Please note this blog has recently been updated.
The Mirena coil is a common method of contraception and is most loved for its effectiveness, convenience, longevity and role in treating heavy periods and other medical conditions. It appears that there’s always a lot of talk about how it goes in, but do we know how it comes out?
This post covers everything you need to know about the Mirena coil removal, from what to expect, to possible side effects, and even the ‘Mirena crash’.
When to remove the Mirena coil
The most common reasons for having your Mirena coil removed include, if your coil is due to be replaced, you wish to switch to another method of contraception, you’re not tolerating the side effects of the coil, or you wish to become pregnant. For some women, removal may be recommended by their doctor.
The Mirena coil removal can happen at any time by a trained doctor or nurse, most commonly in a GP practice or sexual health clinic. It’s simpler than having it fitted – you will need to get undressed from the waist down and have a vaginal examination using a speculum, the same examination as when the coil is inserted.
They will gently pull on the coil threads that should be easily visible in the vagina at the neck of the womb. The T shaped coil folds up and it can be pulled out of the womb. Some coil removals can be more difficult, for example if the threads are not easily visible, and you may need to be referred for an ultrasound scan or to a gynaecologist or contraception clinic.
If you don’t want to get pregnant, you’ll need to make sure you don’t have sex or will need to use condoms for the seven days before you have the Mirena coil removed. This is advised even if you are having the coil replaced in case there is a problem with fitting a new coil. If you wish to switch to another method your healthcare professional may advise you start this before you have your coil removed.
Is your Mirena coil running out?
After it is inserted, the Mirena coil releases a hormone called levonorgestrel, much like progesterone which is normally produced by the female body. This works to prevent pregnancy by thinning the lining of your womb so it’s less likely to accept a fertilised egg. It also thickens the mucus in your cervix. This makes it difficult for sperm to move through it and reach an egg. In some people, it stops the ovaries releasing an egg (ovulation), but most women continue to ovulate.
The Mirena coil is licensed for contraception for 5 years of use, however we know women often worry their Mirena coil may stop working before then or that its effects may be wearing off. According to the Faculty of Sexual and Reproductive Health (FSRH) in the UK, the Mirena coil releases approximately 20μg of levonorgestrel a day, reducing to 10μg per day after 5 years. There is also some limited evidence to suggest it may provide effective contraception beyond 5 years.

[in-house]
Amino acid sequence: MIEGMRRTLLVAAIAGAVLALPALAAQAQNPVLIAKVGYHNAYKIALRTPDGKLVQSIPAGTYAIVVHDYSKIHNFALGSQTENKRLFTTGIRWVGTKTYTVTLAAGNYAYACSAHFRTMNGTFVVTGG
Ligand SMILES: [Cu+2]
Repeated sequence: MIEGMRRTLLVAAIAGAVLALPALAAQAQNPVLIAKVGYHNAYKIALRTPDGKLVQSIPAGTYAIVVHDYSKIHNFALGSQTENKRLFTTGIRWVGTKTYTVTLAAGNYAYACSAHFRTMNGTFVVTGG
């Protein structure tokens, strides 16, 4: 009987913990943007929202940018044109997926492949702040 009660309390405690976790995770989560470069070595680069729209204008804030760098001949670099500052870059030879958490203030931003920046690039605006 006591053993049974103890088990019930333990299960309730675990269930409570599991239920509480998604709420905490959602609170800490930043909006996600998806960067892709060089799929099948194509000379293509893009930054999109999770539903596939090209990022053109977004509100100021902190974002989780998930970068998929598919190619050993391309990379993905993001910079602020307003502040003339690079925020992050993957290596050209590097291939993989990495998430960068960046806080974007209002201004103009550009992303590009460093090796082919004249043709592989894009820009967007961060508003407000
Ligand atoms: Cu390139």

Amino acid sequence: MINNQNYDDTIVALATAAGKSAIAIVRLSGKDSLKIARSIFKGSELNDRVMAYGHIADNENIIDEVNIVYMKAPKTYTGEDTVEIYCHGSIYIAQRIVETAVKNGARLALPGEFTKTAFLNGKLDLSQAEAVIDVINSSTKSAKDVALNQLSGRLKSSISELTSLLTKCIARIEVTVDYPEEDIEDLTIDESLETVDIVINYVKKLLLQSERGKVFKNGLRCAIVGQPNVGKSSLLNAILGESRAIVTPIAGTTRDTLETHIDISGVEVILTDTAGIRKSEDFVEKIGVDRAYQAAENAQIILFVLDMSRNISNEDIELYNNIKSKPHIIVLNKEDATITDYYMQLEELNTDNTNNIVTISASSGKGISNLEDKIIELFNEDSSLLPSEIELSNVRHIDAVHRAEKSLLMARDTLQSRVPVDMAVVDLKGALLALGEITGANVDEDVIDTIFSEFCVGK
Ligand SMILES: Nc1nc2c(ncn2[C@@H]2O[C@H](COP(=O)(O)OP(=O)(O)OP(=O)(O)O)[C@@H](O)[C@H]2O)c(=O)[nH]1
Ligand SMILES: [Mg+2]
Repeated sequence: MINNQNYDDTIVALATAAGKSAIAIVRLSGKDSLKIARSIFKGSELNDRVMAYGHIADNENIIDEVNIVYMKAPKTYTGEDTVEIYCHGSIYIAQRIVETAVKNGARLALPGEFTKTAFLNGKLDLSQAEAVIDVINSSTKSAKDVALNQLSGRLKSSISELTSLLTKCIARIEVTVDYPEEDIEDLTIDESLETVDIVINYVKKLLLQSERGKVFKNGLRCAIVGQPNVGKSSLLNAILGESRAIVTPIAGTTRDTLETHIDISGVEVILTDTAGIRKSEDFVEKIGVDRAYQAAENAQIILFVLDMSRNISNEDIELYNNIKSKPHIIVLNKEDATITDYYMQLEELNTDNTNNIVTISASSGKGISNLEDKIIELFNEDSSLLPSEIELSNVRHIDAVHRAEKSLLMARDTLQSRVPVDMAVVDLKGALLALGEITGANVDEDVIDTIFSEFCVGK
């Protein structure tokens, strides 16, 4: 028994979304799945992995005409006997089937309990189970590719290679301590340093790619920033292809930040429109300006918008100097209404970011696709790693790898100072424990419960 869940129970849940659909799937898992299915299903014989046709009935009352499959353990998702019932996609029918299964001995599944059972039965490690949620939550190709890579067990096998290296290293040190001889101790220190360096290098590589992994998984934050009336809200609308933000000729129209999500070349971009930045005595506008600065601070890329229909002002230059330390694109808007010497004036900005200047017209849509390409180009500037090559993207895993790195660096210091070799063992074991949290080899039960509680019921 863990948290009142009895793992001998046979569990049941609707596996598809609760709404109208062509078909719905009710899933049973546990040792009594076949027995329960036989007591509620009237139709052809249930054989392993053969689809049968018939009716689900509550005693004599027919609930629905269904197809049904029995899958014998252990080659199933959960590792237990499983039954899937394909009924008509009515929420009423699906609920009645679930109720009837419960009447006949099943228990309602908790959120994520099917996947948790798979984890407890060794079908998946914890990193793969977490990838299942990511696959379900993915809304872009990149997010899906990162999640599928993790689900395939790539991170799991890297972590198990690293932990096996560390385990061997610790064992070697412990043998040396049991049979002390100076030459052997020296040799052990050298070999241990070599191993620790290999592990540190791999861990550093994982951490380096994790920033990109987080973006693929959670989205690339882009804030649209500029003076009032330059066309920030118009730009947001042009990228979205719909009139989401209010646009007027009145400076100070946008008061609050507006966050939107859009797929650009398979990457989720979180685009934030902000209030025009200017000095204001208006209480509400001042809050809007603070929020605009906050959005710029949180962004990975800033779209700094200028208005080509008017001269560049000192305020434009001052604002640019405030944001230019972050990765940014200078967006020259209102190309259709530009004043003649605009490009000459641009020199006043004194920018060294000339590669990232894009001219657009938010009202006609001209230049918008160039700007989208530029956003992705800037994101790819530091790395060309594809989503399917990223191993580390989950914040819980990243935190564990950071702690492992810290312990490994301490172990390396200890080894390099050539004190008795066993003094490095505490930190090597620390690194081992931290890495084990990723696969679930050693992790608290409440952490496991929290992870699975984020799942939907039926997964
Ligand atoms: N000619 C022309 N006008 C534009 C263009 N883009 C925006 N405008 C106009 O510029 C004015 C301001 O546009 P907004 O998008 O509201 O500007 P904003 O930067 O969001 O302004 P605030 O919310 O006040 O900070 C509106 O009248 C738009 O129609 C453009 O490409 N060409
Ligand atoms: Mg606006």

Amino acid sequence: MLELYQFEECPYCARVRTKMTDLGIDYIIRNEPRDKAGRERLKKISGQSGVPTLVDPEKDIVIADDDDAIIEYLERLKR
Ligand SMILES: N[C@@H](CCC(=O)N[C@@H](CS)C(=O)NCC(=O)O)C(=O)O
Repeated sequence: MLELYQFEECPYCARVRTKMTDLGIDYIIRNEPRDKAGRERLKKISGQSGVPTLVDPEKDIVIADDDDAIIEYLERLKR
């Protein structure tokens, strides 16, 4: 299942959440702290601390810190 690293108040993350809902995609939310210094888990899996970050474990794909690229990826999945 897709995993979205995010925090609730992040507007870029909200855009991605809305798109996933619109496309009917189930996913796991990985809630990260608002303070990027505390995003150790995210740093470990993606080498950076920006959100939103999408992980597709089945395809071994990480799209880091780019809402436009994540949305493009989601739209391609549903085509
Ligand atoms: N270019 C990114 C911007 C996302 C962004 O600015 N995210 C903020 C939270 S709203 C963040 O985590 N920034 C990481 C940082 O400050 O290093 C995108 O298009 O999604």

At the moment, to avoid unnecessary risk of coronavirus transmission, the FSRH advise Mirena coil replacement may be delayed for up to a year after expiry. However contraceptive effectiveness is not guaranteed during the sixth year and women may wish to use additional contraceptive precautions (e.g. condoms or progesterone only pill) until the coil can be replaced.
If you are over 45 years old at the time you have your Mirena coil fitted then you can rely on it for contraception, without getting it replaced, until you are 55 years old. However, if you are using your Mirena coil as part of hormone replacement therapy (HRT) to manage menopausal symptoms, then this must be changed after 5 years.
What is the ‘Mirena crash’?
The ‘Mirena crash’ refers to symptoms some women have reported experiencing after having their Mirena coil removed. These include many varied symptoms ranging from mood changes, fatigue and reduced libido to headaches or tender breasts.
For some women, Mirena crash symptoms appear recurrently before each period, lasting for months. Some other women report symptoms ongoing for extended periods of time. There is no definition of this in medical literature and there is no scientific evidence for or research into this.
Side effects of Mirena coil removal
Following your coil removal you may experience mild pain, cramps or bleeding which should resolve within a few days. If these persist or you feel unwell please consult your GP or sexual health clinic.
Depending on your reason for having the Mirena coil removed and whether you switch to another contraceptive method, you may experience symptoms associated with a return of your normal menstrual cycle, which could include symptoms of premenstrual syndrome (PMS), or other underlying conditions previously masked by the action of the Mirena coil. It is possible this may explain many of the varied symptoms some women report after Mirena coil removal. If you are concerned about the symptoms you are experiencing, or are worried about your health, please speak to your GP.
Check out our Mirena coil reviews to read about women’s experiences of having the Mirena coil removed.
Published 01/09/2020. Reviewed and edited by Dr Melanie Davis-Hall on 15/12/2020